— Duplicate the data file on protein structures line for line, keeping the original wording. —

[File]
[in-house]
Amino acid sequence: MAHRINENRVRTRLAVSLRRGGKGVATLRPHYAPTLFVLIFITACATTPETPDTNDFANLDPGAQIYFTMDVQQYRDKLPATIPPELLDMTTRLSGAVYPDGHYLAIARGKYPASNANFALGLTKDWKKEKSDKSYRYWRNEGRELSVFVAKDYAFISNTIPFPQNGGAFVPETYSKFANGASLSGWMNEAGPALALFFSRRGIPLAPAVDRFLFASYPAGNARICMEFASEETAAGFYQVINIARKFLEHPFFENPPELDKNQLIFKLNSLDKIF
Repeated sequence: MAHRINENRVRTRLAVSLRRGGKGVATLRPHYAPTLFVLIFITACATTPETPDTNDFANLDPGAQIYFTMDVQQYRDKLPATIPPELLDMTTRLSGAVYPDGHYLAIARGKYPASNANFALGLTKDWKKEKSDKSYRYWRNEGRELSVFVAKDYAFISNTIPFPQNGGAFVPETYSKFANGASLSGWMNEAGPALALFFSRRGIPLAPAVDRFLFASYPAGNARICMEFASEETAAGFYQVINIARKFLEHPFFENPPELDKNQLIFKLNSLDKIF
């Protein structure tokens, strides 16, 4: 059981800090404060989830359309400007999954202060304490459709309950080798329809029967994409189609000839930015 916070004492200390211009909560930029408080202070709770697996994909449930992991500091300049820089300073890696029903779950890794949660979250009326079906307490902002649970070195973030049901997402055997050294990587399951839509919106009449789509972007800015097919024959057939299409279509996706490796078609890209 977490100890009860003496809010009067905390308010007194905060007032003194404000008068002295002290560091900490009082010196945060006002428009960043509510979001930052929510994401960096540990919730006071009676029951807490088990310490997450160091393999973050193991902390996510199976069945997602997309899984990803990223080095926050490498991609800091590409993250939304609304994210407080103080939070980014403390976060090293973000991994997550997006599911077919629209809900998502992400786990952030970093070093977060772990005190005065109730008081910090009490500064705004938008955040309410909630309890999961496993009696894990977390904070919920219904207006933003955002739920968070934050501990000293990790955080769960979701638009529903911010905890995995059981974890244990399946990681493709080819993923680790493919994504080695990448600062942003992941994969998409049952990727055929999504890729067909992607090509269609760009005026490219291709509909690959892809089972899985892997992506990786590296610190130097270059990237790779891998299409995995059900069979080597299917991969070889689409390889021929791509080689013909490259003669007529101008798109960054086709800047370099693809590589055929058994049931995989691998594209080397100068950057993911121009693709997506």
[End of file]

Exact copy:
[in-house]
Amino acid sequence: MAHRINENRVRTRLAVSLRRGGKGVATLRPHYAPTLFVLIFITACATTPETPDTNDFANLDPGAQIYFTMDVQQYRDKLPATIPPELLDMTTRLSGAVYPDGHYLAIARGKYPASNANFALGLTKDWKKEKSDKSYRYWRNEGRELSVFVAKDYAFISNTIPFPQNGGAFVPETYSKFANGASLSGWMNEAGPALALFFSRRGIPLAPAVDRFLFASYPAGNARICMEFASEETAAGFYQVINIARKFLEHPFFENPPELDKNQLIFKLNSLDKIF
Repeated sequence: MAHRINENRVRTRLAVSLRRGGKGVATLRPHYAPTLFVLIFITACATTPETPDTNDFANLDPGAQIYFTMDVQQYRDKLPATIPPELLDMTTRLSGAVYPDGHYLAIARGKYPASNANFALGLTKDWKKEKSDKSYRYWRNEGRELSVFVAKDYAFISNTIPFPQNGGAFVPETYSKFANGASLSGWMNEAGPALALFFSRRGIPLAPAVDRFLFASYPAGNARICMEFASEETAAGFYQVINIARKFLEHPFFENPPELDKNQLIFKLNSLDKIF
């Protein structure tokens, strides 16, 4: 059981800090404060989830359309400007999954202060304490459709309950080798329809029967994409189609000839930015 916070004492200390211009909560930029408080202070709770697996994909449930992991500091300049820089300073890696029903779950890794949660979250009326079906307490902002649970070195973030049901997402055997050294990587399951839509919106009449789509972007800015097919024959057939299409279509996706490796078609890209 977490100890009860003496809010009067905390308010007194905060007032003194404000008068002295002290560091900490009082010196945060006002428009960043509510979001930052929510994401960096540990919730006071009676029951807490088990310490997450160091393999973050193991902390996510199976069945997602997309899984990803990223080095926050490498991609800091590409993250939304609304994210407080103080939070980014403390976060090293973000991994997550997006599911077919629209809900998502992400786990952030970093070093977060772990005190005065109730008081910090009490500064705004938008955040309410909630309890999961496993009696894990977390904070919920219904207006933003955002739920968070934050501990000293990790955080769960979701638009529903911010905890995995059981974890244990399946990681493709080819993923680790493919994504080695990448600062942003992941994969998409049952990727055929999504890729067909992607090509269609760009005026490219291709509909690959892809089972899985892997992506990786590296610190130097270059990237790779891998299409995995059900069979080597299917991969070889689409390889021929791509080689013909490259003669007529101008798109960054086709800047370099693809590589055929058994049931995989691998594209080397100068950057993911121009693709997506």